“Of course!” he replied. “The captain said to take it, but that he knew every tear on it and I’d better not put any more in!”
This chart was going back pristine, all right. Our lives were often dependent upon accurate charts.
I unrolled the chart over the convex side of one of our two stocked life-rafts. Then I showed him Antarus, just off center on the map. It was an island, but just as large as most countries. A spur on the southwest side of Antarus reached out towards the contested peninsula, a strip of land 150 miles long with broken isles on one side and a serrated series of inlets on the other. It was a major reason for the conflict between Nilfheim and Oorkom. Between Nilfheim and Antarus, as well, since it was a demarcation line between the Passive and Median Oceans. Antarus had historically dominated the sea around them, which happened to include both major passes from the Passive to the Median Ocean as well as both “halves” of the Median Ocean – which was almost split by the non-naval orc country of Bandarn.
The Passive Ocean was about five times the size of the Median Ocean and was where Bluewater ships could sail for weeks in a straight line without sight of land. It was also the most easygoing of the oceans, for while she could indeed throw up a fierce storm or hurricane, she was like the big, slow brawler at a tavern: you could see the wind-up coming a long ways off and as long as you didn’t let the blow land you’d be fine.
The Median Ocean was much colder than the Passive Ocean. You could be swimming in the Passive, but cross the demarcation line by a day into the Median and most months out of the year her water would make you clench your teeth so hard you’d get lockjaw. The Median was also the only sea-route to the Atlas Ocean – which was cold enough to make the Median look like a spa. The waters of the Atlas were always cold. It didn’t matter how long you could hold your breath – you had about a minute before the cold’s debuffs killed you.
That area was largely the provision of dwarves and humans. Dwarves because their stone halls abutted the coast and the fish they traded to the mountain clans was considered a delicacy. Humans because they were willing to go nearly anywhere, and they enjoyed the remnants of a collapsed human empire that had once dominated or occupied 70% of the territory around the Passive Ocean, leading to their monopoly on each sea (and the sea’s retribution that broke that empire.)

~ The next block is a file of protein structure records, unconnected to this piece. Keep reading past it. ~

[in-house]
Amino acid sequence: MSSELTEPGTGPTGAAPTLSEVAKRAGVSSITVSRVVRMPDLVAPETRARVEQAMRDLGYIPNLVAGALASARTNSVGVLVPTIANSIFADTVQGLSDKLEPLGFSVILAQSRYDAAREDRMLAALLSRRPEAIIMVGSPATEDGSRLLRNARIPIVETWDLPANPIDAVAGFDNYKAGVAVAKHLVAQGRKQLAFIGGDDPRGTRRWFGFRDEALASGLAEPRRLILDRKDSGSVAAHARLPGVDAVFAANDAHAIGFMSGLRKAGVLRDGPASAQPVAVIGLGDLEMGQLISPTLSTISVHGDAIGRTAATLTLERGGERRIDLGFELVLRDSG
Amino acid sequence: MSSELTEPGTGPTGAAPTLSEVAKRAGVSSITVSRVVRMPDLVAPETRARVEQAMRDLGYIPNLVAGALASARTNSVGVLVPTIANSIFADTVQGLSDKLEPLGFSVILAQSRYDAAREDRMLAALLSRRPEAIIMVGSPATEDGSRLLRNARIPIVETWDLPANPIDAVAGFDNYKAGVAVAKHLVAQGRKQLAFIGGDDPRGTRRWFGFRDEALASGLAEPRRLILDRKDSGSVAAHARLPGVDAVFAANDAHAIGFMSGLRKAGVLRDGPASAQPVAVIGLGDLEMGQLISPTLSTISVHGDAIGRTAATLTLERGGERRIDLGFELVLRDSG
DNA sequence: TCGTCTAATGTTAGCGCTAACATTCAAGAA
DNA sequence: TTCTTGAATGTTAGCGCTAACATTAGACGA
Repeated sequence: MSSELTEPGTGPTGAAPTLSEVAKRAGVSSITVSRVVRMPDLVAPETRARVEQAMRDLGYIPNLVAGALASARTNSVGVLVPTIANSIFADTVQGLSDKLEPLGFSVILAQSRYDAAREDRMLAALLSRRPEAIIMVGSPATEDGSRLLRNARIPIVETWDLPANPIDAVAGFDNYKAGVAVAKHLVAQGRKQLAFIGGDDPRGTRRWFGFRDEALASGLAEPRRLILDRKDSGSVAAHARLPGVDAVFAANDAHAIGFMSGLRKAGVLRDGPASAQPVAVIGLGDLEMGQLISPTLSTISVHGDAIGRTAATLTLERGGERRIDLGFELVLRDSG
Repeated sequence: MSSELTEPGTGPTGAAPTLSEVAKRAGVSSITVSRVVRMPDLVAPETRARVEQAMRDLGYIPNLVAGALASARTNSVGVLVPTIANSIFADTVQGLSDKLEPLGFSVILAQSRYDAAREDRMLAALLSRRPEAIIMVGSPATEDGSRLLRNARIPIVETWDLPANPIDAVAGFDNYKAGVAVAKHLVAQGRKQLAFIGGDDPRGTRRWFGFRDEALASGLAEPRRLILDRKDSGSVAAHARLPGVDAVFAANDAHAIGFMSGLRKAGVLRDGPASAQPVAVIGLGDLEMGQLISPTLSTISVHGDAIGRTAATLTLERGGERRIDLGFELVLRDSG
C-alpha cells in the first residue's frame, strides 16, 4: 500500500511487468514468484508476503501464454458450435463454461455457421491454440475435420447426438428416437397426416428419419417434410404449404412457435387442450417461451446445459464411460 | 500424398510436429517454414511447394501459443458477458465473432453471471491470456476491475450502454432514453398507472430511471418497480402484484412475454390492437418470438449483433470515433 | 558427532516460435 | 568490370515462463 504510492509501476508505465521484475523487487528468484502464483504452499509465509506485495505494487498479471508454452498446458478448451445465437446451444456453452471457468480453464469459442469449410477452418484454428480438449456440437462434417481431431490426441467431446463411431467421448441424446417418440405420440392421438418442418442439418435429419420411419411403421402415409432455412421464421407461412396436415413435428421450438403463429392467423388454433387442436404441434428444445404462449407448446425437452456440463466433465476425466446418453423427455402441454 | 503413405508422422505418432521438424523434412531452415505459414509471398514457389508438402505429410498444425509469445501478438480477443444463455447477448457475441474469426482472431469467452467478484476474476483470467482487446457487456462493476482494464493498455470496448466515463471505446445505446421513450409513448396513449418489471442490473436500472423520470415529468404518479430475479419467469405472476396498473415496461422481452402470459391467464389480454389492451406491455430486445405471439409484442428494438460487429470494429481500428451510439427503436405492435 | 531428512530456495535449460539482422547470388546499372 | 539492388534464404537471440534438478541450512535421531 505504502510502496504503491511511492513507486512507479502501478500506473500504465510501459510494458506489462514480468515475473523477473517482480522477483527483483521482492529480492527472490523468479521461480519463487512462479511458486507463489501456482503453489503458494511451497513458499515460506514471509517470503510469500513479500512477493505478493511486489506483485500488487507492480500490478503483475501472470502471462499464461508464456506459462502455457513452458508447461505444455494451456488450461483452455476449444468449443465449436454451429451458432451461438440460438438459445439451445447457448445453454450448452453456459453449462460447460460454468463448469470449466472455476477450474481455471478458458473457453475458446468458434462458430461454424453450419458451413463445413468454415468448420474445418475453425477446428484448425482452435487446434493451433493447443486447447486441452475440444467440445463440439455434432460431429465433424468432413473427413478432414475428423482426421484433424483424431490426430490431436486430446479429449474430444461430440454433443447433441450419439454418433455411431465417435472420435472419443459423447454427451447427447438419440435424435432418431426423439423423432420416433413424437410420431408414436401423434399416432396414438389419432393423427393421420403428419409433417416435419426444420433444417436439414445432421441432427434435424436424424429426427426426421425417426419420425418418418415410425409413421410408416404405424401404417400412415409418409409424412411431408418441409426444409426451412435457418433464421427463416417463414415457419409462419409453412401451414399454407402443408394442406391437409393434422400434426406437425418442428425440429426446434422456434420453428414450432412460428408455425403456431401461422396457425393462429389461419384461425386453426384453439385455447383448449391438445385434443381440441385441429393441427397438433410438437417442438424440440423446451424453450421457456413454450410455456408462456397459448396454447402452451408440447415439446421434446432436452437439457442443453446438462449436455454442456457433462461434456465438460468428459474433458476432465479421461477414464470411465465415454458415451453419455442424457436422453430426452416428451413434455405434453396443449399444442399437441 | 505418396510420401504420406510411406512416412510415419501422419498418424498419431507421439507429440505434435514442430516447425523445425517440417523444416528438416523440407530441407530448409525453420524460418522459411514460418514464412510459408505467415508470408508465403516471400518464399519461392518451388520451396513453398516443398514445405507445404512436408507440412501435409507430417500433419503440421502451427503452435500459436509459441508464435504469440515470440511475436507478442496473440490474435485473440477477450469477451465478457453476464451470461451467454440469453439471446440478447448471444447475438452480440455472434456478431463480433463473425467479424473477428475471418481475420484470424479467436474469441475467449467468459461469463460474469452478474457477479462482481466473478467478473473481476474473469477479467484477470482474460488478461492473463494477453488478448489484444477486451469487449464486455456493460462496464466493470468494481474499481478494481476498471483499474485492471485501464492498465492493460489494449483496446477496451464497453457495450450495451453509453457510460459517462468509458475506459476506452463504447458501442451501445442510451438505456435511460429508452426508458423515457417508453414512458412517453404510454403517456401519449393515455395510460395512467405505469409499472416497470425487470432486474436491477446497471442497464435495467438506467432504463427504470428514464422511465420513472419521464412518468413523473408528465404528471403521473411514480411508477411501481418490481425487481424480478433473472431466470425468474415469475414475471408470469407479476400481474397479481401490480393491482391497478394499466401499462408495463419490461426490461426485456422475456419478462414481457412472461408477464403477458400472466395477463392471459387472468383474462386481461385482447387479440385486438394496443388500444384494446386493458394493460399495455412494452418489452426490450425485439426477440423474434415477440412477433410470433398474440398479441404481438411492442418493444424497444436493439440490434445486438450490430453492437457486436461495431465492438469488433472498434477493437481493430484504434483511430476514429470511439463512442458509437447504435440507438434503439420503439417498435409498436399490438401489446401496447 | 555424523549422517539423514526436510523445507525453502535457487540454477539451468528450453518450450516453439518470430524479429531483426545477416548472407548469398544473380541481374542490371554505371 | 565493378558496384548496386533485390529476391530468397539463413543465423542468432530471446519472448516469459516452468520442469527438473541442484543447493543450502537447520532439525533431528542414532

Lastly, at the top of the map, were the frozen wastes off the Atlas. They only thawed every few years and were otherwise a shifting mass of ice. I hadn’t gone there. There wasn’t much call to, and I imagined being locked in ice was almost as bad as being landlocked.
Naturally Redmund wanted to hear about the edge of the world and the outer ring. This chart didn’t show those. I wasn’t even familiar with the names of the waters in the outer ring. There was no sea route from the central oceans to the edge of the world. Our waters were encircled by landmass. The oblong ring of landmass was then encircled by more water until you reached the edge of the world and could look down and see stars below you – or so I’d heard.
Stories passed between the inner oceans and the outer ring easily enough, but the distance was too far for sailors to cross. Every sailor I’d heard who’d claimed to have seen the edge of the world had been proven a liar fishing for drinks. Educated people spoke of how different sailing was between the two, how not even humans built their ships the same way. It made me curious, but not curious enough to endure the journey.
You could nearly draw a straight line north-west from Andros, through the gap between Antarus and the contested peninsula into the Median, and then further into the Atlas. Alternatively, you could sail north from Andros and pass Antarus on its Eastern side, between it and its smaller twin Drua. Drua was the largest of the Broken Isles, a smattering of island nations and strings of islands forming conglomerates. The Broken Isles were the only option of moving from the Passive to the Median outside of Antarus’ influence. That had inadvertently made many islands quite wealthy, as the increase of trade ships avoiding the other passes created new routes.